Thanks Bryant...no need to separate things at a homestead, it's just more acceptable for town-folk
 
Edward Gaybba
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Location: South Africa
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Ci Shepard wrote:I have one small raw fed dog and have been putting her droppings into a homemade Doggy Doolie (ie. covered hole in the ground). I also have a small worm bin that I just started for my kitchen scraps, but I think I might give this idea a try, and use the worm bin for dog waste ... reading various posts on pet waste composting and looking at Rose Seemans book has me inspired!
Very cool...go for it...it works great
 
Edward Gaybba
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Diana Marmont wrote:I'm looking forward to getting my hands on this book. We are using "loveable loos" on our new property. We currently have one small dog and a puppy, who won't be so small for long.

Given the amount of aging and the volume of 2 adult humans (sometimes with 2 almost adult humans) vs 2 very small dogs (who do most of their business where we can't find it), I've been tossing it into the humanure compost. No pet food here, they eat people quality food, so no concerns about heavy metals.

I'd originally planned to compost their waste separately but realized it would take forever to have a big enough volume for hot compost.

Like the idea of a worm bin for it, but does the bin smell initially? Moisture control is an issue right? As well as temperature (not too hot, not too cold)?
It shouldn't smell, Diana...but if it does, try adding some EM (fancy term for microorganisms, specifically Lactobacilicus) or add more carbon (brown material)...I just add a handful of Bokashi. Moisture and temperature, as with all compost, can be issues but compost worms are more resilient than what people think...simply ease them into the process (i.e. get them used to the new food by adding small amounts of softer poop...they'll soon be munching away happily).
 
Rose Seemann
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Location: Aurora, Colorado
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Wow - lots of excellent information about turning pet poop into compost and vermicompost! Adding some Bokashi to a worm bin does help break down material and make it tastier for the little guys. Re heavy metals and worms - I came across an interesting item while writing the book.

Researchers from the Pondicherry University in India discovered that earthworms can significantly decrease heavy metals, like, cadmium, copper, lead, manganese and zinc, from municipal solid waste. Microorganisms in the worms’ primitive digestive tract pull heavy metal ions from material passing through. Metals become locked in the worms’ tissue. When the worms are removed, the vermicompost is safe for agricultural use.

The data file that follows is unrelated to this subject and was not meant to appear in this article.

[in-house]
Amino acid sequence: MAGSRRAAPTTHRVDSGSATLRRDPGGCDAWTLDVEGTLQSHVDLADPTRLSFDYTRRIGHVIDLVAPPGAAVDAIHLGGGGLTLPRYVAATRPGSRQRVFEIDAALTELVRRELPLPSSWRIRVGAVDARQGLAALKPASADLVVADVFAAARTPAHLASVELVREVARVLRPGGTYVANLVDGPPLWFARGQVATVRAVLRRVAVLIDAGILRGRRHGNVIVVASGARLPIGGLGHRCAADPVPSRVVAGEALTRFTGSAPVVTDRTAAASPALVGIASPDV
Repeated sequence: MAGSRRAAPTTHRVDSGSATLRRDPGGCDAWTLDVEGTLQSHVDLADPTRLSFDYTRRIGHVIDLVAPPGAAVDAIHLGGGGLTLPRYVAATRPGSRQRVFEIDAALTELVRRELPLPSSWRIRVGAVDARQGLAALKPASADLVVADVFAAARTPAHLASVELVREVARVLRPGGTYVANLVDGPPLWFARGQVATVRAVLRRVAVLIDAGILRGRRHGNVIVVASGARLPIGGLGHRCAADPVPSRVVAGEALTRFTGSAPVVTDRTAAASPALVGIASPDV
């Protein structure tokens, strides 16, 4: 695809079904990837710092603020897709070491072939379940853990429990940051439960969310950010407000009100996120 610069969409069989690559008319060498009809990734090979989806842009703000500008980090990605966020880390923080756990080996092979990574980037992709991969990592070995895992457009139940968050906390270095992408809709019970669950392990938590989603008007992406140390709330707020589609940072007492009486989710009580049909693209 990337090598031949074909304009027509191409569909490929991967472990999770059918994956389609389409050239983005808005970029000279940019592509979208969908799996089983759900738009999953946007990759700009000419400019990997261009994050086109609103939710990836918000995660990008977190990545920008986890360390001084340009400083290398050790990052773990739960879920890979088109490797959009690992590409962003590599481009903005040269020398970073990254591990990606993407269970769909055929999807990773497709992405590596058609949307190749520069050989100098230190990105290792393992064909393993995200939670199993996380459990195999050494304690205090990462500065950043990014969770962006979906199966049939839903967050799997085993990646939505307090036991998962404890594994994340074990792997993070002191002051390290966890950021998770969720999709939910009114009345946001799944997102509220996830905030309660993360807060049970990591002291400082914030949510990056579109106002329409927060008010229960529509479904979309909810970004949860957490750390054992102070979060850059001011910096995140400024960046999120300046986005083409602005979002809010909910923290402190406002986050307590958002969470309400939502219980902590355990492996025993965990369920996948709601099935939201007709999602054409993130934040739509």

Remediation of heavy metals from urban waste by vermicomposting using earthworms: Eudrilus eugeniae, Eisenia fetida and Perionyx excavatus, Swati Pattnaik, M. Vikram Reddy, International Journal of Environment and Waste Management, 2012 Vol.10, No.2/3, pp.284 - 296
 
nancy sutton
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Location: Federal Way, WA - Western Washington (Zone 8 - temperate maritime)
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Does all this apply to cat tootsie rolls? With the taxoplasm.. thingie, maybe not?

And second question, re: the utility of bokashi, i.e., lactobacillus... would raw sauerkraut liquid (or homemade yogurt whey, for that matter)... work as well, considering that it is largely lactobaccilus, as I understand. (I figured one of the spellings would be correct
 
Jessie Robertson
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Location: London Ontario
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Rose Seemann wrote: Metals become locked in the worms’ tissue. When the worms are removed, the vermicompost is safe for agricultural use.


Very interesting research Rose. Does this mean that if the worms are left to die in the compost pile the heavy metals are released back into the system? Do they render the materials inert or do the worms have to be harvested in order to remediate the soil?

We have 3 large dogs and a cat who's litterbox is the outdoors. I would love to be able to compost their waste but The Humanure Handbook by Joseph Jenkins doesn't touch on it much.
We have a very lazy composting method that involves no turning at all (except to move it from one bay to the next when it fills up) so I'm not sure if temperatures would get high enough.